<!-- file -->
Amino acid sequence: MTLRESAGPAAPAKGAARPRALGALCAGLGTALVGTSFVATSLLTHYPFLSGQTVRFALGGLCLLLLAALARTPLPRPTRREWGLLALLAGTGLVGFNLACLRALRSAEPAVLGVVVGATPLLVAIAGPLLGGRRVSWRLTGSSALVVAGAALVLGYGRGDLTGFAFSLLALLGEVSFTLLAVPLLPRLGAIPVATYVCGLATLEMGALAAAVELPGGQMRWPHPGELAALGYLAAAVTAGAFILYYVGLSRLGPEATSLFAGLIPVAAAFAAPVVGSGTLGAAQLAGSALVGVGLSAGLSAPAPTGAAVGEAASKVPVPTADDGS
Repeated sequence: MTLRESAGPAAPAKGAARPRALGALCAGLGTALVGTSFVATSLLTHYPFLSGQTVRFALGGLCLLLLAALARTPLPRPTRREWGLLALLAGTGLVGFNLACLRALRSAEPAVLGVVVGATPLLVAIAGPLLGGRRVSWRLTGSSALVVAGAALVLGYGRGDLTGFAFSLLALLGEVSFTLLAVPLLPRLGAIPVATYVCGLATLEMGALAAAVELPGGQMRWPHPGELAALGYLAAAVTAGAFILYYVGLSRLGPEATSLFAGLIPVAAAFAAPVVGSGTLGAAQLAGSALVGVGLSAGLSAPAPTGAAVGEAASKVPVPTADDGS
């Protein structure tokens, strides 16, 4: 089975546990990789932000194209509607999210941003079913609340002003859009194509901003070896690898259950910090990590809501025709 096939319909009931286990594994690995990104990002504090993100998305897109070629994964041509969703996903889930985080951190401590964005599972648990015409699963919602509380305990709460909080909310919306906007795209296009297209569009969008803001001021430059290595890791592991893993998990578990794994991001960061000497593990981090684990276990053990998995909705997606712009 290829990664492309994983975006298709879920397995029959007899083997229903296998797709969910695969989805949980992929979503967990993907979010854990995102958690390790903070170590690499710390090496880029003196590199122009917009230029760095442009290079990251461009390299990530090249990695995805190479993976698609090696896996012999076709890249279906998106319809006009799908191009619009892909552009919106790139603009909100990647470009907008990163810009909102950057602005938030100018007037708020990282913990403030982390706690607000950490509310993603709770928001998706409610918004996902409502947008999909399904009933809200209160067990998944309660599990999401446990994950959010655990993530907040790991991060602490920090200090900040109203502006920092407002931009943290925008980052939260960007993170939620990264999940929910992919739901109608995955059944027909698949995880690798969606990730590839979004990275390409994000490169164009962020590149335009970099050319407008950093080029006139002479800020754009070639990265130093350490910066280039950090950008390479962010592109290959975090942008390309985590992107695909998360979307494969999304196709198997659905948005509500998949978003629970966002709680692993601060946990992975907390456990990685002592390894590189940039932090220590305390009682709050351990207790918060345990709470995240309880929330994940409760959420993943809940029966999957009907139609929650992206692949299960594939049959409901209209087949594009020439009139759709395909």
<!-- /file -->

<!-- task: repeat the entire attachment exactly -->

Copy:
Amino acid sequence: MTLRESAGPAAPAKGAARPRALGALCAGLGTALVGTSFVATSLLTHYPFLSGQTVRFALGGLCLLLLAALARTPLPRPTRREWGLLALLAGTGLVGFNLACLRALRSAEPAVLGVVVGATPLLVAIAGPLLGGRRVSWRLTGSSALVVAGAALVLGYGRGDLTGFAFSLLALLGEVSFTLLAVPLLPRLGAIPVATYVCGLATLEMGALAAAVELPGGQMRWPHPGELAALGYLAAAVTAGAFILYYVGLSRLGPEATSLFAGLIPVAAAFAAPVVGSGTLGAAQLAGSALVGVGLSAGLSAPAPTGAAVGEAASKVPVPTADDGS
Repeated sequence: MTLRESAGPAAPAKGAARPRALGALCAGLGTALVGTSFVATSLLTHYPFLSGQTVRFALGGLCLLLLAALARTPLPRPTRREWGLLALLAGTGLVGFNLACLRALRSAEPAVLGVVVGATPLLVAIAGPLLGGRRVSWRLTGSSALVVAGAALVLGYGRGDLTGFAFSLLALLGEVSFTLLAVPLLPRLGAIPVATYVCGLATLEMGALAAAVELPGGQMRWPHPGELAALGYLAAAVTAGAFILYYVGLSRLGPEATSLFAGLIPVAAAFAAPVVGSGTLGAAQLAGSALVGVGLSAGLSAPAPTGAAVGEAASKVPVPTADDGS
């Protein structure tokens, strides 16, 4: 089975546990990789932000194209509607999210941003079913609340002003859009194509901003070896690898259950910090990590809501025709 096939319909009931286990594994690995990104990002504090993100998305897109070629994964041509969703996903889930985080951190401590964005599972648990015409699963919602509380305990709460909080909310919306906007795209296009297209569009969008803001001021430059290595890791592991893993998990578990794994991001960061000497593990981090684990276990053990998995909705997606712009 290829990664492309994983975006298709879920397995029959007899083997229903296998797709969910695969989805949980992929979503967990993907979010854990995102958690390790903070170590690499710390090496880029003196590199122009917009230029760095442009290079990251461009390299990530090249990695995805190479993976698609090696896996012999076709890249279906998106319809006009799908191009619009892909552009919106790139603009909100990647470009907008990163810009909102950057602005938030100018007037708020990282913990403030982390706690607000950490509310993603709770928001998706409610918004996902409502947008999909399904009933809200209160067990998944309660599990999401446990994950959010655990993530907040790991991060602490920090200090900040109203502006920092407002931009943290925008980052939260960007993170939620990264999940929910992919739901109608995955059944027909698949995880690798969606990730590839979004990275390409994000490169164009962020590149335009970099050319407008950093080029006139002479800020754009070639990265130093350490910066280039950090950008390479962010592109290959975090942008390309985590992107695909998360979307494969999304196709198997659905948005509500998949978003629970966002709680692993601060946990992975907390456990990685002592390894590189940039932090220590305390009682709050351990207790918060345990709470995240309880929330994940409760959420993943809940029966999957009907139609929650992206692949299960594939049959409901209209087949594009020439009139759709395909």